This article originally appeared in the Wall Street Journal March 10.
New York has created a cigarette-smuggling empire, and the worst is yet to come. It’s the unavoidable consequence of the state’s decadeslong history of raising the cigarette tax, which Gov. Kathy Hochul wants to continue with an additional levy of $1 a pack. She also wants to ban flavored cigarettes. This will only lead to more lawbreaking and less tax revenue, defeating its purpose.
We have spent more than 15 years studying cigarette trafficking, comparing legal paid cigarette sales in states with their published smoking rates. In New York, there’s a huge discrepancy: Many more cigarettes are smoked than bought—a clear sign of tax evasion and avoidance. New Yorkers are buying cigarettes from illegal sellers and crime syndicates, which don’t charge taxes. They also buy them out of state, where taxes are lower. New York already imposes a statewide pack tax of $4.35 a pack, tied with Connecticut for highest in the nation (the District of Columbia’s tax is $4.50). New York City imposes additional excise taxes of $1.50 a pack.
High taxes lead to large-scale smuggling. In 2020 we found that New York’s smuggling rate exceeded 53%—the highest in the nation. That means more than half of all cigarettes sold in New York were smuggled. From 2011 through 2020, more smokes were smuggled into New York than any other state.
Smuggling will soar even higher under Gov. Hochul’s proposal. We estimate that if cigarette taxes are raised another dollar, to $5.35 a pack, the state’s smuggling rate would jump to nearly 61% of the market. When you factor in a ban on flavored cigarettes, the smuggling rate rises even higher, to nearly 66%. If the governor gets her way, 2 out of 3 cigarettes smoked in New York state will have been smuggled.
Other states show what’s in store. Massachusetts effectively imposed a ban on flavored cigarettes in mid-2020. We found that smuggling there leapt nearly 7% after the ban took effect. What’s more, sales of flavored cigarettes increased in surrounding states. That means Bay State residents didn’t stop purchasing cigarettes; they bought them in lower-tax jurisdictions like New Hampshire.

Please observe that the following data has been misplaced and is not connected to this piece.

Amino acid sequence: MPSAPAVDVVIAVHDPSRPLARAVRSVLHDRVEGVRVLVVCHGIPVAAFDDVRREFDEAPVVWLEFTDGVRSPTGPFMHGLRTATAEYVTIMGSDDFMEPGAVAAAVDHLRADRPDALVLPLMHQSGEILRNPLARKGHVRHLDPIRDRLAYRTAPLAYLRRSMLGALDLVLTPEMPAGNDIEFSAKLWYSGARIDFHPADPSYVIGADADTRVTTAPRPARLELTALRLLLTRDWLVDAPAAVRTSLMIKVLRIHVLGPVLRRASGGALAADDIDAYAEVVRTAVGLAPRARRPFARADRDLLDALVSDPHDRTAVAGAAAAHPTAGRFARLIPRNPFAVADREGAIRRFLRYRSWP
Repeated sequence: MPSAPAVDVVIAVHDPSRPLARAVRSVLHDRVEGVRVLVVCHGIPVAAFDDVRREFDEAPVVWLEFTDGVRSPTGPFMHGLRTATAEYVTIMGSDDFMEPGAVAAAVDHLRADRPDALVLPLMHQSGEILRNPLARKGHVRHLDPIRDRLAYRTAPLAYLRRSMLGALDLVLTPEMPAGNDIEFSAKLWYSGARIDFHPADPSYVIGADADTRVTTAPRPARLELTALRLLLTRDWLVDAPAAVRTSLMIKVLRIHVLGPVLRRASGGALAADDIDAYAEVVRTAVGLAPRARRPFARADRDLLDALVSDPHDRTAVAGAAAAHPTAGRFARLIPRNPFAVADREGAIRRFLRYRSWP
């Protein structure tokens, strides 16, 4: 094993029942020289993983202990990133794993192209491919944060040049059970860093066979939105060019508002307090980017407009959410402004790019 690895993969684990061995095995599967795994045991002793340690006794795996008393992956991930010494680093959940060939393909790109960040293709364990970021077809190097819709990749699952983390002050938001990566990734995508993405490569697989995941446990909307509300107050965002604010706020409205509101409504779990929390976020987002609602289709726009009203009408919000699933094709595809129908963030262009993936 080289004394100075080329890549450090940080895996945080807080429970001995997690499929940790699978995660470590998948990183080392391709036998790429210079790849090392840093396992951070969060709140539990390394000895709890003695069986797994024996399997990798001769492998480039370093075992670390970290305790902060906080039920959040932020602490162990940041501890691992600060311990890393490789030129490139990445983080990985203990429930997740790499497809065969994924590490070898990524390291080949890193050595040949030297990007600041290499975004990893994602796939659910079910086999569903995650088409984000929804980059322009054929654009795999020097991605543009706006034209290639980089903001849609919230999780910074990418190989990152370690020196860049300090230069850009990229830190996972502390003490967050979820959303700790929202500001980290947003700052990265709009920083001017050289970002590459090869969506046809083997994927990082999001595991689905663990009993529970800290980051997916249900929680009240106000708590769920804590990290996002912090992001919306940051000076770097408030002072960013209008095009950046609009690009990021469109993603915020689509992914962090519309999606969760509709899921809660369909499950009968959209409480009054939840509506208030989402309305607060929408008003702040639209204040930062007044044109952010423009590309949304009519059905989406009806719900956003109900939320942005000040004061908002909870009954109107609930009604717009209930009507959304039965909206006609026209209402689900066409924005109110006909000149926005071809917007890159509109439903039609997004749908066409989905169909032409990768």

Widespread and growing tax avoidance leads to less tax revenue, a key reason Ms. Hochul wants to raise taxes. New York lost more revenue in 2020 than any other state except California, thanks to its high taxes on cigarettes. Without smuggling, the Empire State would rake in almost $1.1 billion more a year in cigarette-tax revenues. We estimate that a $1 tax increase would translate into a revenue decline of $46 million. A tax increase coupled with a ban on flavored cigarettes would mean a decline of $167 million.
Our study isn’t the first to find that New York state and New York City are awash in smuggled smokes. Numerous studies over the past decade, including one funded by the U.S. Food and Drug Administration, showed significant cigarette-tax avoidance and evasion, especially in the city. Research also shows that raising taxes again will likely do little to dissuade people from smoking. The people who still buy cigarettes are dedicated smokers: Their preference for smoking overcomes the deterrent power of any levy. If these people are told to pay even more, they have a greater reason to buy smuggled cigarettes.
Finally, and most concerningly, the rise in smuggled cigarettes will lead to more crime. Differences in cigarette-tax rates have inspired murder-for-hire plots, robberies and other violence and property crimes. Ms. Hochul should ask if higher taxes are really worth an increase in crime.
New York can’t keep tobacco, drugs and other contraband out of its prisons and jails. How does it expect to stop smugglers from finding ways to bring untaxed cigarettes into the state? It’s hard to see a scenario in which Ms. Hochul’s proposal would achieve its ends or have a positive impact. The negative consequences are easy to predict—they’re happening now. New York should be looking for ways to end cigarette smuggling. One great way to start is by not increasing taxes even more.
Permission to reprint this blog post in whole or in part is hereby granted, provided that the author (or authors) and the Mackinac Center for Public Policy are properly cited.
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